The Most Notorious Dopers in Sports
Lance Armstrong, like many athletes before him and many who will come after, is forced to answer doping allegations which will come Thursday in a discussion with Oprah Winfrey.
Whether it's the fans' fault for imposing such lofty expectations, the media's for looking the other way for so long or the athletes who really believe an illusion can last a career, doping has become far too prevalent in sports.
The 41-year old who had his titles and accolades stripped will sit down with Winfrey for what fans hope are candid and honest remarks about doping.
While he is the biggest name to be ascribed to performance-enhacing drugs at the moment, he is hardly the first and will most assuredly not be the last.
Here is a breakdown of the biggest names in all of sports to have been associated with doping. Please feel free to chime in with people you felt were excluded or just thoughts on the ones provided.
We really must listen to the kids from Bayside who taught us years ago, there is no hope with dope, or for our purposes, doping.
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While many say he snitched-out his fellow players just to sell a book, Canseco still fancies himself something of a hero.
He claims he regrets steroids and professes them to be an overrated tool for athletes. We could go on an on, but he does a much better job of just that on Twitter.
The man continues to have a lifelong love affair with himself.
Ben Johnson flew across the 100-meter track in Seoul during the 1988 Olympics, recording a then-world record time of 9.79.
In the end, he was found to have received a bit of a helping hand in the form of the banned steroid stanozolol.
He was stripped of the gold medal just a day after he won it, a day when his triumph also came in tandem with a regrettable quote, via CNN.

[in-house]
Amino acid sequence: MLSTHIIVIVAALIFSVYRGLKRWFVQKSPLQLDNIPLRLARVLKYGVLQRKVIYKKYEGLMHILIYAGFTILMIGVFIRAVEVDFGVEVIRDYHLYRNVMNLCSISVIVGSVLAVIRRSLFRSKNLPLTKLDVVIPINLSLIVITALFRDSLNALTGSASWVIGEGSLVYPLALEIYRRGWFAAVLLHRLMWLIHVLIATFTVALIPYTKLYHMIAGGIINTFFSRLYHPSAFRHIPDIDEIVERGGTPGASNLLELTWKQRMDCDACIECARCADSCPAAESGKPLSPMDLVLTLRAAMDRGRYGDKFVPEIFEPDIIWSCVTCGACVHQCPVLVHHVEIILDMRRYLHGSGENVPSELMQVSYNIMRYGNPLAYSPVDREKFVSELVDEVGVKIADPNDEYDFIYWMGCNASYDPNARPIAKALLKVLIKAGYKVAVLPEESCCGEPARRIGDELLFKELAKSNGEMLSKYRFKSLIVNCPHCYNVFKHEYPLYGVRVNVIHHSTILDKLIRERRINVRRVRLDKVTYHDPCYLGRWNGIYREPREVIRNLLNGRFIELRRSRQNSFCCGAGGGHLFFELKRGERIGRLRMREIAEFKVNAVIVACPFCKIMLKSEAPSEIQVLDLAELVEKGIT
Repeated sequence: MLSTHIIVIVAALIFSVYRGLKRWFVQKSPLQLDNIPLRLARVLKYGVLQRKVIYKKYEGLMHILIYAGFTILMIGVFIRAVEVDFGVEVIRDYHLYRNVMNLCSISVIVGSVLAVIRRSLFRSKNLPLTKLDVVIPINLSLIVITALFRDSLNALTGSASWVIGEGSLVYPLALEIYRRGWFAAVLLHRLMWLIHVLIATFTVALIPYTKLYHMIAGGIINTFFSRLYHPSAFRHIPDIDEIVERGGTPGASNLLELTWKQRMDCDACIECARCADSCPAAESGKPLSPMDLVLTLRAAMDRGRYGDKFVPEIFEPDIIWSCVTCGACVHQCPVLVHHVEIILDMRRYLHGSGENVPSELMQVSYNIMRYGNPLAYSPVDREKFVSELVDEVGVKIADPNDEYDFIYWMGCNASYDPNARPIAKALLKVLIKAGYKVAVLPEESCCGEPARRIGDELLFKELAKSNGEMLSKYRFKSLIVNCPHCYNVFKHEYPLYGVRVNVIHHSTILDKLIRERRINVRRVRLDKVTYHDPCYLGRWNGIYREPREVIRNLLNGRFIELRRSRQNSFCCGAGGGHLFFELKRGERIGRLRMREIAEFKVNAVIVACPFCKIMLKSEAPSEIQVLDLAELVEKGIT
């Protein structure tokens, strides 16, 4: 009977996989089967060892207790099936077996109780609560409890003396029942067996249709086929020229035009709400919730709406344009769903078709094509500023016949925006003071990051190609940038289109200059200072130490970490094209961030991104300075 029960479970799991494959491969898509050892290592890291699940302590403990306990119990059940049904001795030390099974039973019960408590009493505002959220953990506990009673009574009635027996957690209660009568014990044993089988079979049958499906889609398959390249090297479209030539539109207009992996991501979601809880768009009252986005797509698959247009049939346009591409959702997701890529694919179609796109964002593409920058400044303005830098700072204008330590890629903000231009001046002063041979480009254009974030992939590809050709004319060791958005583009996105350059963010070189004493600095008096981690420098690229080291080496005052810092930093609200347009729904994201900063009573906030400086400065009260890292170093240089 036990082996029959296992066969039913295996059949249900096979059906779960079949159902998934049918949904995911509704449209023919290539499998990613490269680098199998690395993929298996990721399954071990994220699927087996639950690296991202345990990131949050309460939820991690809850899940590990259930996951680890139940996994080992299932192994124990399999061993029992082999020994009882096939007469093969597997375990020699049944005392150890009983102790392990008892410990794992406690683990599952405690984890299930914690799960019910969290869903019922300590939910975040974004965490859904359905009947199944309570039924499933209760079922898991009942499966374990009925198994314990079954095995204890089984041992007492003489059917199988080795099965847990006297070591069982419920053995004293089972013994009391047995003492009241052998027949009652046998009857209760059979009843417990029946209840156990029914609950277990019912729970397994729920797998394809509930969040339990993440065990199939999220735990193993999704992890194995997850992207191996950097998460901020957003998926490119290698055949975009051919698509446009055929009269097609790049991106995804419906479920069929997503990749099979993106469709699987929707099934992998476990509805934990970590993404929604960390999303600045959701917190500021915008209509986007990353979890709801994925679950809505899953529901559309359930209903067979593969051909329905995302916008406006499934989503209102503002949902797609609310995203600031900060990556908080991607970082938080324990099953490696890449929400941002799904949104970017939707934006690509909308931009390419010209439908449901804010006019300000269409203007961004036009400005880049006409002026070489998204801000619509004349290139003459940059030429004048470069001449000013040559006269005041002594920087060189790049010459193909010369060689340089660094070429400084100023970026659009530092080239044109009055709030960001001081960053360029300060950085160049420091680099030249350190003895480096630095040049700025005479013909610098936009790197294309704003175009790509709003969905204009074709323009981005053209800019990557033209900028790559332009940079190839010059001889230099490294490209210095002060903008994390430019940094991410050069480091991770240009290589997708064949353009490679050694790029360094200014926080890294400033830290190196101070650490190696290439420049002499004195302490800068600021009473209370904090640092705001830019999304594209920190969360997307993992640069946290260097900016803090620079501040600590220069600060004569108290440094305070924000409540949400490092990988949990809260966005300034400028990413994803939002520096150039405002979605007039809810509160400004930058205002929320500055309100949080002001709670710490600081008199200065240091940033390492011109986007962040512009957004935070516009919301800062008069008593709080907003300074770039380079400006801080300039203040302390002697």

I'd like to say my name is Benjamin Sinclair Johnson Jr, and this world record will last 50 years, maybe 100. A gold medal -- that's something no one can take away from you.
One thing to take from each chapter in this ongoing saga of athletes doping is each one thinks they will be the one to skirt the rules and come away unscathed. Instead they become a forgotten legend or worse, a pariah to a sports-loving nation.
Even that CNN report issues six of the eight finalists in the '88 Seoul race would go on to fail drug tests or be implicated in some way to doping.
In 2007, Marion Jones delivered a heartfelt speech amid sobs when she stated that she betrayed our trust.
The former Olympic star was stripped of her medals and charged with perjury for lying to federal investigators over doping allegations.
While some famous athletes continue to be revered long after admissions of doping, Jones suffered one of the cruelest and humbling outings in sports history.
All five of her Sydney Olympic medals were ripped from her.
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The star Yankees 3rd baseman is now beleaguered by two bum hips, and yet another postseason he would very much like to forget.
When A-Rod started his career, he could do no wrong on the field. Now, he seems to be the kind of athlete who is never in the right with any fans outside of the New York area.
In an emotional interview, Rodriguez admitted to ESPN and the world that he had indeed used performance-enhancing drugs for a 3-year period starting in 2001.
He can be seen hobbling to the end of his career at a stadium near you shortly.
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If you are looking for a pioneer in steroid life lessons, you don't have to look much further than Lyle Alzado, who passed away from a brain tumor in 1992.
The mountainous man had shriveled because of his disease, something Alzado attributed to long-term steroid use.
His one wish was for others to stop the incessant use of steroids, but that has sadly gone unheeded. As we now know steroids, and the larger label of PEDs, are unfortunately ubiquitous throughout sports.
Kevork Djansezian/Getty Images
You just had to know that Manny being Manny would translate into the manner this guy left the sport he dominated for nearly two decades.
Thinking that he could skirt the rules time and again, ManRam was busted not once but twice, first getting popped for using a woman's fertility drug often used by those taking other PED's.
The man known for all his silly antics also amassed 150 games-worth of suspensions at the end of his career.